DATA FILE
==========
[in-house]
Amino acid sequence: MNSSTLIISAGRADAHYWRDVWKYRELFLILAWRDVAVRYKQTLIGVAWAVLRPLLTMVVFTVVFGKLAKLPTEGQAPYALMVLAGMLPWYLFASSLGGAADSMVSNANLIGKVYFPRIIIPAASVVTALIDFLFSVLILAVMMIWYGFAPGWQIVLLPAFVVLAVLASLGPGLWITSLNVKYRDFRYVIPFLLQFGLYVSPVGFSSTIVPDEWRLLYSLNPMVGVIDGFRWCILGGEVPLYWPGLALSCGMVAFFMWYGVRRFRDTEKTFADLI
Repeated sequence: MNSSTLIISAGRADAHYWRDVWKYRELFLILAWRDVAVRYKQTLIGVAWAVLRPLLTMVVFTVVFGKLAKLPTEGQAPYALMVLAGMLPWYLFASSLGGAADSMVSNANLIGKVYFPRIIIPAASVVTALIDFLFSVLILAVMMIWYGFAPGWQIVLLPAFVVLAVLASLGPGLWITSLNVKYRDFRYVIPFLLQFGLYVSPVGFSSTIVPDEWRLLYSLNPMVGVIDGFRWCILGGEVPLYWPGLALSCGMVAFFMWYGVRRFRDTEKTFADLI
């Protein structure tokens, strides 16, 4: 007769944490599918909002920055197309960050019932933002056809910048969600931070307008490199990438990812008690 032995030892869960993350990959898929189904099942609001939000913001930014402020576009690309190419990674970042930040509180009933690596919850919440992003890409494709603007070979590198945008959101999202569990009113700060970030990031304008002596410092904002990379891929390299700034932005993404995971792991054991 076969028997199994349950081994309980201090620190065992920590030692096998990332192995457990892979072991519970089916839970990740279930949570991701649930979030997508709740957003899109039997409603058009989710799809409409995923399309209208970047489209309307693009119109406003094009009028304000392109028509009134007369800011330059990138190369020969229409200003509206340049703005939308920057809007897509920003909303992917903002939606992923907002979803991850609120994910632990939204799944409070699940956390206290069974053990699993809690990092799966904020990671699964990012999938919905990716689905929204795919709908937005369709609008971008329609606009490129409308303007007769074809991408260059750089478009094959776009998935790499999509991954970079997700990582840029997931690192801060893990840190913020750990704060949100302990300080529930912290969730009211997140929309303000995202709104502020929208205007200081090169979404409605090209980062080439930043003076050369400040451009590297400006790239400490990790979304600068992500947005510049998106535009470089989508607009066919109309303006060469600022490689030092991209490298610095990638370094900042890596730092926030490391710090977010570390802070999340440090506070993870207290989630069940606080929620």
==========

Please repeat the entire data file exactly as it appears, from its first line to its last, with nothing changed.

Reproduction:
[in-house]
Amino acid sequence: MNSSTLIISAGRADAHYWRDVWKYRELFLILAWRDVAVRYKQTLIGVAWAVLRPLLTMVVFTVVFGKLAKLPTEGQAPYALMVLAGMLPWYLFASSLGGAADSMVSNANLIGKVYFPRIIIPAASVVTALIDFLFSVLILAVMMIWYGFAPGWQIVLLPAFVVLAVLASLGPGLWITSLNVKYRDFRYVIPFLLQFGLYVSPVGFSSTIVPDEWRLLYSLNPMVGVIDGFRWCILGGEVPLYWPGLALSCGMVAFFMWYGVRRFRDTEKTFADLI
Repeated sequence: MNSSTLIISAGRADAHYWRDVWKYRELFLILAWRDVAVRYKQTLIGVAWAVLRPLLTMVVFTVVFGKLAKLPTEGQAPYALMVLAGMLPWYLFASSLGGAADSMVSNANLIGKVYFPRIIIPAASVVTALIDFLFSVLILAVMMIWYGFAPGWQIVLLPAFVVLAVLASLGPGLWITSLNVKYRDFRYVIPFLLQFGLYVSPVGFSSTIVPDEWRLLYSLNPMVGVIDGFRWCILGGEVPLYWPGLALSCGMVAFFMWYGVRRFRDTEKTFADLI
């Protein structure tokens, strides 16, 4: 007769944490599918909002920055197309960050019932933002056809910048969600931070307008490199990438990812008690 032995030892869960993350990959898929189904099942609001939000913001930014402020576009690309190419990674970042930040509180009933690596919850919440992003890409494709603007070979590198945008959101999202569990009113700060970030990031304008002596410092904002990379891929390299700034932005993404995971792991054991 076969028997199994349950081994309980201090620190065992920590030692096998990332192995457990892979072991519970089916839970990740279930949570991701649930979030997508709740957003899109039997409603058009989710799809409409995923399309209208970047489209309307693009119109406003094009009028304000392109028509009134007369800011330059990138190369020969229409200003509206340049703005939308920057809007897509920003909303992917903002939606992923907002979803991850609120994910632990939204799944409070699940956390206290069974053990699993809690990092799966904020990671699964990012999938919905990716689905929204795919709908937005369709609008971008329609606009490129409308303007007769074809991408260059750089478009094959776009998935790499999509991954970079997700990582840029997931690192801060893990840190913020750990704060949100302990300080529930912290969730009211997140929309303000995202709104502020929208205007200081090169979404409605090209980062080439930043003076050369400040451009590297400006790239400490990790979304600068992500947005510049998106535009470089989508607009066919109309303006060469600022490689030092991209490298610095990638370094900042890596730092926030490391710090977010570390802070999340440090506070993870207290989630069940606080929620």